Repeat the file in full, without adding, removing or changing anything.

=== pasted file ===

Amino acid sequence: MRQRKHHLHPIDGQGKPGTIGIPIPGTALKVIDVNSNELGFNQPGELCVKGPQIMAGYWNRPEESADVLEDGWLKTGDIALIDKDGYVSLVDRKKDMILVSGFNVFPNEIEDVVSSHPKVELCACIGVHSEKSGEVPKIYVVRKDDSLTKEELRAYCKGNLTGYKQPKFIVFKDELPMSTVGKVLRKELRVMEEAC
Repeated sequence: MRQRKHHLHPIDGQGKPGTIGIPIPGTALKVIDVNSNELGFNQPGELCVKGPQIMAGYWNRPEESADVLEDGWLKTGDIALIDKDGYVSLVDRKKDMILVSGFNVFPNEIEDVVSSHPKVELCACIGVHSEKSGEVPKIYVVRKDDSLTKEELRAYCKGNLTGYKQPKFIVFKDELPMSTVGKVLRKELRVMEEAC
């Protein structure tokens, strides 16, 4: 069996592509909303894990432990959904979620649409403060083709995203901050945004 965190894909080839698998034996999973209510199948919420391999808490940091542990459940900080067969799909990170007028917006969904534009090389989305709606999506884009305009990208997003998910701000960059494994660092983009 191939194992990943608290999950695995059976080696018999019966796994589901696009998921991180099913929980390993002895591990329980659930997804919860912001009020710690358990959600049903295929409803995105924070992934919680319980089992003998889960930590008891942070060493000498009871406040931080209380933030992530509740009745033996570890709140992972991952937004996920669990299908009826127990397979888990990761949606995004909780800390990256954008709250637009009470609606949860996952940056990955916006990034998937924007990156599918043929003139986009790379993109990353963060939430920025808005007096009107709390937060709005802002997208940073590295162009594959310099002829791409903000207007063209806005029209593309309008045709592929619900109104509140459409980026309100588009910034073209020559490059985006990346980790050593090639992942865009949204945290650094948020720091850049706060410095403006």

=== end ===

Amino acid sequence: MRQRKHHLHPIDGQGKPGTIGIPIPGTALKVIDVNSNELGFNQPGELCVKGPQIMAGYWNRPEESADVLEDGWLKTGDIALIDKDGYVSLVDRKKDMILVSGFNVFPNEIEDVVSSHPKVELCACIGVHSEKSGEVPKIYVVRKDDSLTKEELRAYCKGNLTGYKQPKFIVFKDELPMSTVGKVLRKELRVMEEAC
Repeated sequence: MRQRKHHLHPIDGQGKPGTIGIPIPGTALKVIDVNSNELGFNQPGELCVKGPQIMAGYWNRPEESADVLEDGWLKTGDIALIDKDGYVSLVDRKKDMILVSGFNVFPNEIEDVVSSHPKVELCACIGVHSEKSGEVPKIYVVRKDDSLTKEELRAYCKGNLTGYKQPKFIVFKDELPMSTVGKVLRKELRVMEEAC
């Protein structure tokens, strides 16, 4: 069996592509909303894990432990959904979620649409403060083709995203901050945004 965190894909080839698998034996999973209510199948919420391999808490940091542990459940900080067969799909990170007028917006969904534009090389989305709606999506884009305009990208997003998910701000960059494994660092983009 191939194992990943608290999950695995059976080696018999019966796994589901696009998921991180099913929980390993002895591990329980659930997804919860912001009020710690358990959600049903295929409803995105924070992934919680319980089992003998889960930590008891942070060493000498009871406040931080209380933030992530509740009745033996570890709140992972991952937004996920669990299908009826127990397979888990990761949606995004909780800390990256954008709250637009009470609606949860996952940056990955916006990034998937924007990156599918043929003139986009790379993109990353963060939430920025808005007096009107709390937060709005802002997208940073590295162009594959310099002829791409903000207007063209806005029209593309309008045709592929619900109104509140459409980026309100588009910034073209020559490059985006990346980790050593090639992942865009949204945290650094948020720091850049706060410095403006």